Sen. Wiger released the following statement:
“Earlier today legislative leaders and Education Committee members heard a presentation from former Florida Governor Jeb Bush. While I respect the former Governor, I must respectfully disagree that his Florida education proposals will work in Minnesota, and ask that our GOP legislative leaders get to work to pass an honest, workable education bill for the schools and children of our state. The Senate’s Education Committee has already heard a presentation about the Florida program, and components of it are contained in both the House and Senate bills.
As I said in this morning’s press conference: this is comparing Florida oranges to Minnesota’s apples. The two states have dramatically different challenges and educational foundations. Florida has one of the lowest graduation rates in the country; Minnesota has the third highest. Florida has one of the lowest ACT score averages; Minnesota has the highest. We need to address our educational challenges in a way that works best for us.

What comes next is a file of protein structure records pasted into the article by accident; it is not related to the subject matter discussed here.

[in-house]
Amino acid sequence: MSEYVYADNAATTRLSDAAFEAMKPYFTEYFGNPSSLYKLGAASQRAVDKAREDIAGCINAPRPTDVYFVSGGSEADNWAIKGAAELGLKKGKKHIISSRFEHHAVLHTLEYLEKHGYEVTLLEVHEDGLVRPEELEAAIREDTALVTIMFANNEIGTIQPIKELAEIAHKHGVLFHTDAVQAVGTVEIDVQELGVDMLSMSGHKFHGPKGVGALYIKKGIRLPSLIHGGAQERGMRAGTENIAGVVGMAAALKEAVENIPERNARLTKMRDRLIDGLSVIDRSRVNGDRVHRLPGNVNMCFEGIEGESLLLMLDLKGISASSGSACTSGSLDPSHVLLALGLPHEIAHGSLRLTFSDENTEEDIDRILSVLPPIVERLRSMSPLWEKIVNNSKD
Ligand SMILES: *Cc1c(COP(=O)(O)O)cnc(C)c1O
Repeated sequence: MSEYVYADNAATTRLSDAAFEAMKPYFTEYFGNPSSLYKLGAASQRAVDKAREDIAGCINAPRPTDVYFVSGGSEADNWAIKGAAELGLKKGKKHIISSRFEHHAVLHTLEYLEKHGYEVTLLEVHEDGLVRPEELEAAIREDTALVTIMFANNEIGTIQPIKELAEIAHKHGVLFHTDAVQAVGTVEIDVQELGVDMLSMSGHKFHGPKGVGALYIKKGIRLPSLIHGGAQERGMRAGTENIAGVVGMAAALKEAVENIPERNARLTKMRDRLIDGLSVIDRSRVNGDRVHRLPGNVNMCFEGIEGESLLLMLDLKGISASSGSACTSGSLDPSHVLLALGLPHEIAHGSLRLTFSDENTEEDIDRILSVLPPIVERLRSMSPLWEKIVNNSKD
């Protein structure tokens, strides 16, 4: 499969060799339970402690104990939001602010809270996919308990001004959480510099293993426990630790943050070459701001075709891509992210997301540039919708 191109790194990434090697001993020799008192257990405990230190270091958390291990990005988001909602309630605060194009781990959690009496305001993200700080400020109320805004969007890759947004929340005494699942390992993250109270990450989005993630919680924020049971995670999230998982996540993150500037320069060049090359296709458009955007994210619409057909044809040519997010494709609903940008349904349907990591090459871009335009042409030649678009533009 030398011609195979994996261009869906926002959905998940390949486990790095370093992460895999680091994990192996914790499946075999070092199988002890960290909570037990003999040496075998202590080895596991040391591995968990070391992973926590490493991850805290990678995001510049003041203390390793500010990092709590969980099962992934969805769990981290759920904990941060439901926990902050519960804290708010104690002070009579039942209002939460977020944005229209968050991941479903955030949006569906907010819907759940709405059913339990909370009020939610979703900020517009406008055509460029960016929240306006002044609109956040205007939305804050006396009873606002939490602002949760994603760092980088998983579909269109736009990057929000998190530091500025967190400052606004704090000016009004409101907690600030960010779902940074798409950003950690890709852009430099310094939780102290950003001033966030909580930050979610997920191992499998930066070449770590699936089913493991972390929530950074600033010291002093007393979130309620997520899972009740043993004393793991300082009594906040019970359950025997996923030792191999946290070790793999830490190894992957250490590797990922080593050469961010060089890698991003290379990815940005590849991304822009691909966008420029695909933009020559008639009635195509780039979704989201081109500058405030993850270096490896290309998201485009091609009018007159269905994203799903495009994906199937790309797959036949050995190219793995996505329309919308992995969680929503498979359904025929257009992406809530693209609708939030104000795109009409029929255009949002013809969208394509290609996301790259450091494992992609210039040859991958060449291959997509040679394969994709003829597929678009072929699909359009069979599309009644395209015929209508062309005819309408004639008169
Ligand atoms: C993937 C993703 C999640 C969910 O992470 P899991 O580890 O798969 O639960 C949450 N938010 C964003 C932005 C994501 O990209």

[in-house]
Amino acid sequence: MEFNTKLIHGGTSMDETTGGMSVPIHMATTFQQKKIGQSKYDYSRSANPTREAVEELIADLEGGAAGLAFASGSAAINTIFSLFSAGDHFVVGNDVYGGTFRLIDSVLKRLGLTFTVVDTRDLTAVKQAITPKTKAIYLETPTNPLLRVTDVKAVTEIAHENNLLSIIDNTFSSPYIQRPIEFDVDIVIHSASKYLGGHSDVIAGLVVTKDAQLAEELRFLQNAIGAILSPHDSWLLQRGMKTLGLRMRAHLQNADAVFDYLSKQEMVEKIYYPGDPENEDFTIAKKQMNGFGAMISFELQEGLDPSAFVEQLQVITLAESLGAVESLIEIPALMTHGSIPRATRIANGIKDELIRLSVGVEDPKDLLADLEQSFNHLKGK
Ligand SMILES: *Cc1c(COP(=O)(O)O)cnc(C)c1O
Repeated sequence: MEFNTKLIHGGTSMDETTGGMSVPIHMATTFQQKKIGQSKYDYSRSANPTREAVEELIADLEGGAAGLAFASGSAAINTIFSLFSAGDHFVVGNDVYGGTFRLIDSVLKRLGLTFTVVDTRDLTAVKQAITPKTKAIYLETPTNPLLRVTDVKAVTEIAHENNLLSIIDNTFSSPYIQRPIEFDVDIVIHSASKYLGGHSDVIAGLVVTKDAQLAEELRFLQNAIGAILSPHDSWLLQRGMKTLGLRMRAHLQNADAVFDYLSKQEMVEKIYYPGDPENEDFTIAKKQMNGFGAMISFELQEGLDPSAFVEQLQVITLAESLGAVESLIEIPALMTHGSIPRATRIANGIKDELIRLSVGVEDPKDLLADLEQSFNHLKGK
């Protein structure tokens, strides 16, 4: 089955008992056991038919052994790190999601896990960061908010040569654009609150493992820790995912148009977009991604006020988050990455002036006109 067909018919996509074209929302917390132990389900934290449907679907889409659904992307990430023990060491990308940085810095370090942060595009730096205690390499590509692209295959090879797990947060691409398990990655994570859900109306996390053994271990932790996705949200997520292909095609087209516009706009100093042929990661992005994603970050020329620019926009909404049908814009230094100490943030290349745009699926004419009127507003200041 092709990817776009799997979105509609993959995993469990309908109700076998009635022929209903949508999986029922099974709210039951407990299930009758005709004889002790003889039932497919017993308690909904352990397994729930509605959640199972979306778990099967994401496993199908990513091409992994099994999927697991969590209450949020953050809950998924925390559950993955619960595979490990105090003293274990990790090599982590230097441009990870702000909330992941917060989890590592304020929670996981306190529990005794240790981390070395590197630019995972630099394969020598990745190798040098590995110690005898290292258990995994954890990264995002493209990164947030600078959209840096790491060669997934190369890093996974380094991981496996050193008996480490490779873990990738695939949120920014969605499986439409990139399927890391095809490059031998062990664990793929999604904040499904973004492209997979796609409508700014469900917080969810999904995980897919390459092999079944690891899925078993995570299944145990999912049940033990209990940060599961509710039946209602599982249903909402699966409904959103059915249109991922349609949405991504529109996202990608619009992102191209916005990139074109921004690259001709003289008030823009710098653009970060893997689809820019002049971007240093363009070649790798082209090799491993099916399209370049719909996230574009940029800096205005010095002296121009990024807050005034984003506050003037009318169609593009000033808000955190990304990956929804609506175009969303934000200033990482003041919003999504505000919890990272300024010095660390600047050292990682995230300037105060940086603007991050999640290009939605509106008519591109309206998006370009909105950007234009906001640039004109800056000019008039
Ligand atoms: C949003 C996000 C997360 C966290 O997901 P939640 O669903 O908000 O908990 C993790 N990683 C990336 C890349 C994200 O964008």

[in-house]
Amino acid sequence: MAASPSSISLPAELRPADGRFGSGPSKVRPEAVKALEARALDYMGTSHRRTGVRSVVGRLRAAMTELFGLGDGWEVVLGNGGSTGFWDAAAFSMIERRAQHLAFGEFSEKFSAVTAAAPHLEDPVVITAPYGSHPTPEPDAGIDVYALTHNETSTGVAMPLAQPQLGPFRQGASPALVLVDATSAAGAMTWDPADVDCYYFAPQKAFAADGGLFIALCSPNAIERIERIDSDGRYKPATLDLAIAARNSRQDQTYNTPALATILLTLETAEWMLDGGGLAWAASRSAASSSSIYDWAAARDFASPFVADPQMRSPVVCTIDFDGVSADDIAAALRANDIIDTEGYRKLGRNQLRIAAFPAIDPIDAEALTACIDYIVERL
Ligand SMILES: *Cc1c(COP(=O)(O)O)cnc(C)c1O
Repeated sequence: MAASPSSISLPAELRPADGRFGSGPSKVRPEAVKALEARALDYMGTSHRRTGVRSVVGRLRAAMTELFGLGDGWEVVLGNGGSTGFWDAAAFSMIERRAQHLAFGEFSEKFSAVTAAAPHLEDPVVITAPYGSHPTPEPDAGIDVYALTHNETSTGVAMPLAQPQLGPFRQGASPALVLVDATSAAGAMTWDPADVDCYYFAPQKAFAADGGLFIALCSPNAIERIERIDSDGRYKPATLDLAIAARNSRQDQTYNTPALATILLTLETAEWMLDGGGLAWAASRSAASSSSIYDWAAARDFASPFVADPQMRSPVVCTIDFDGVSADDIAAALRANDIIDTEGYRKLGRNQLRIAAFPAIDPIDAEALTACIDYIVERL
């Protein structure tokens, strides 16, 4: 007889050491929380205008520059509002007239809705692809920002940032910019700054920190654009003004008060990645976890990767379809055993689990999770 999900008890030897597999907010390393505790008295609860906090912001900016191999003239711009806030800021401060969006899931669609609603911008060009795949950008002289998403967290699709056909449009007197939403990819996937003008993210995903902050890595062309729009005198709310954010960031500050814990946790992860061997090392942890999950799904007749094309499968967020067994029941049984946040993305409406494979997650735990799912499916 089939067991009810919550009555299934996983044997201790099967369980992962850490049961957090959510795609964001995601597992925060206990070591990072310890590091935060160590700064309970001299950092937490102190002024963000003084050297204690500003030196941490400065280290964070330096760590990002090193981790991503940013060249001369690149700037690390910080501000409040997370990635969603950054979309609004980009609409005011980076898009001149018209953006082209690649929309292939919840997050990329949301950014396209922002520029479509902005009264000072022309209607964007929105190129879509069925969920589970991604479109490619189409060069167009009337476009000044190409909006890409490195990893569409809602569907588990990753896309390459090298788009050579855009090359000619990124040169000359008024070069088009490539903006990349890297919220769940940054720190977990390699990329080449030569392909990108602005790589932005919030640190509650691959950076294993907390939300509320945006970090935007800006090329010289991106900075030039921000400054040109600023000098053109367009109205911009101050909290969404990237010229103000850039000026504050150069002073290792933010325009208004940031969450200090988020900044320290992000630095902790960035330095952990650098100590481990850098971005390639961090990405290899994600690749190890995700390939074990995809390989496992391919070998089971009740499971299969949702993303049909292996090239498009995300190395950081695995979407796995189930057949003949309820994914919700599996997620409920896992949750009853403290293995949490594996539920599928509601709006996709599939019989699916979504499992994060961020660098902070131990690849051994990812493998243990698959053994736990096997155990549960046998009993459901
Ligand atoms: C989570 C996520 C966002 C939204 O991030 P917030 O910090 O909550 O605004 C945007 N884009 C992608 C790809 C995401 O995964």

Are there some things that I like about the Florida model? Yes. We know we need to boost early childhood funding and quality. I believe we need to focus on making sure our children can read by third grade. However, I do not believe in using the threat of vouchers—as Governor Bush alluded to today—as a way to boost test scores in public schools.
I believe in Minnesota’s teacher preparation programs, and strongly support how our 32 higher education institutions train our teachers. While alternative teacher preparation is a useful tool, having more than 50 percent of classroom teachers trained in this way, as Florida has, should not be the Minnesota model.
Governor Bush’s visit is a distraction from the difficult work that lies ahead. We have less than a month before the end of the legislative session, and we have a great deal of work to do to pass a reasonable education bill. The Senate GOP’s education bill provides little in the way of reform, threatens our most vulnerable students, punishes schools that are already struggling, caps funding for both urban and rural schools, and punishes the people who make a real difference in the classroom—teachers.
We know what we need: quality early education, all-day kindergarten, appropriate teacher training and assessment, class-size reduction, assessment reforms that will save money and benefit our students, an increase in our compulsory education age, and more rigorous high school educational opportunities. We have a lot of work to do in the next few weeks. I urge our GOP leaders to attend to the task at hand.”